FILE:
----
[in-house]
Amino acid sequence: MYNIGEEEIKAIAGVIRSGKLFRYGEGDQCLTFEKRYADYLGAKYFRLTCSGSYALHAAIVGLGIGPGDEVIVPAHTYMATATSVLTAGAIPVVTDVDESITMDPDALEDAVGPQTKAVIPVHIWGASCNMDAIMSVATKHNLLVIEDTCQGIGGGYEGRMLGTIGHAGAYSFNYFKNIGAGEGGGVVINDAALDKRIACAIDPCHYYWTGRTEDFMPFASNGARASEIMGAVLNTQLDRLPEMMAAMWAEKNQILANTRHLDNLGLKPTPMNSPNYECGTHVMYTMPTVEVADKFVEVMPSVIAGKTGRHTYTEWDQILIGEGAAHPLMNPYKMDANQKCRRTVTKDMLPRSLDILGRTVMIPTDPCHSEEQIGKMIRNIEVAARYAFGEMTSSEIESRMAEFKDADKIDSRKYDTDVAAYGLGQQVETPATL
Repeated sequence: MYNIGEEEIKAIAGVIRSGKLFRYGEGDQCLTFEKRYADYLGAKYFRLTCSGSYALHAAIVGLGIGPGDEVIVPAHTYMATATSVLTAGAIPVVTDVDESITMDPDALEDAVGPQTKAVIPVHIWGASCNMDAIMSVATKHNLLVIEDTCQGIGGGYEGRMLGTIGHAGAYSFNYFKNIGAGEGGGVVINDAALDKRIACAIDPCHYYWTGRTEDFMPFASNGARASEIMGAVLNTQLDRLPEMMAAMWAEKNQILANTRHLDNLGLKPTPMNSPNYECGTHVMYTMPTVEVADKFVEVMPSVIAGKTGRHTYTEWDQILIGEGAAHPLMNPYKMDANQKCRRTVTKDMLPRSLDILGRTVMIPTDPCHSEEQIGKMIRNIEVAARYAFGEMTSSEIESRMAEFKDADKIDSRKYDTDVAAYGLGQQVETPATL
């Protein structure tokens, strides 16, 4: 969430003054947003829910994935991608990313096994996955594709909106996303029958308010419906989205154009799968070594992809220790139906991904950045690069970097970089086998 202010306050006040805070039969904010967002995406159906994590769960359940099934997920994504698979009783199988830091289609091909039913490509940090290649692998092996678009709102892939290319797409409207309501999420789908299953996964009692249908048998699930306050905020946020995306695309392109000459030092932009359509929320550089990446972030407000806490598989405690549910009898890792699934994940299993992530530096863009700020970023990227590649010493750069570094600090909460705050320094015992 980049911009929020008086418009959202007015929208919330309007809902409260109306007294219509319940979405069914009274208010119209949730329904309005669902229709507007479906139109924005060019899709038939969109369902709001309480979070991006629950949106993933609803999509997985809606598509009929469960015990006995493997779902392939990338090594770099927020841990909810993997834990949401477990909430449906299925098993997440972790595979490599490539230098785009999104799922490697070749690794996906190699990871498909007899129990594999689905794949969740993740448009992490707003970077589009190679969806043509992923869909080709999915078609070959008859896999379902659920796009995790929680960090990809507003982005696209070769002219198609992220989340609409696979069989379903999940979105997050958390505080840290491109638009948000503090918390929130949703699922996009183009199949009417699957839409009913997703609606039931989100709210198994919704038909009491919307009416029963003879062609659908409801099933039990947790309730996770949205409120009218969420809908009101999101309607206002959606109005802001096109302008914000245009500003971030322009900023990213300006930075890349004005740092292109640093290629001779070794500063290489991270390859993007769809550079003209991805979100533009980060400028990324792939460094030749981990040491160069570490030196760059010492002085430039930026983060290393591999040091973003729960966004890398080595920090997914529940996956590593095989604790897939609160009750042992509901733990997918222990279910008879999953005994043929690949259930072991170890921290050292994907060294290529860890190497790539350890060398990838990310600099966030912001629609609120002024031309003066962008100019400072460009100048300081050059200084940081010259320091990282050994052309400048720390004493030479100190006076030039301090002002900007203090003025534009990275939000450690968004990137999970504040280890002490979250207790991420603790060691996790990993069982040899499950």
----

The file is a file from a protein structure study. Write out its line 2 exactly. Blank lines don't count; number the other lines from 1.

Amino acid sequence: MYNIGEEEIKAIAGVIRSGKLFRYGEGDQCLTFEKRYADYLGAKYFRLTCSGSYALHAAIVGLGIGPGDEVIVPAHTYMATATSVLTAGAIPVVTDVDESITMDPDALEDAVGPQTKAVIPVHIWGASCNMDAIMSVATKHNLLVIEDTCQGIGGGYEGRMLGTIGHAGAYSFNYFKNIGAGEGGGVVINDAALDKRIACAIDPCHYYWTGRTEDFMPFASNGARASEIMGAVLNTQLDRLPEMMAAMWAEKNQILANTRHLDNLGLKPTPMNSPNYECGTHVMYTMPTVEVADKFVEVMPSVIAGKTGRHTYTEWDQILIGEGAAHPLMNPYKMDANQKCRRTVTKDMLPRSLDILGRTVMIPTDPCHSEEQIGKMIRNIEVAARYAFGEMTSSEIESRMAEFKDADKIDSRKYDTDVAAYGLGQQVETPATL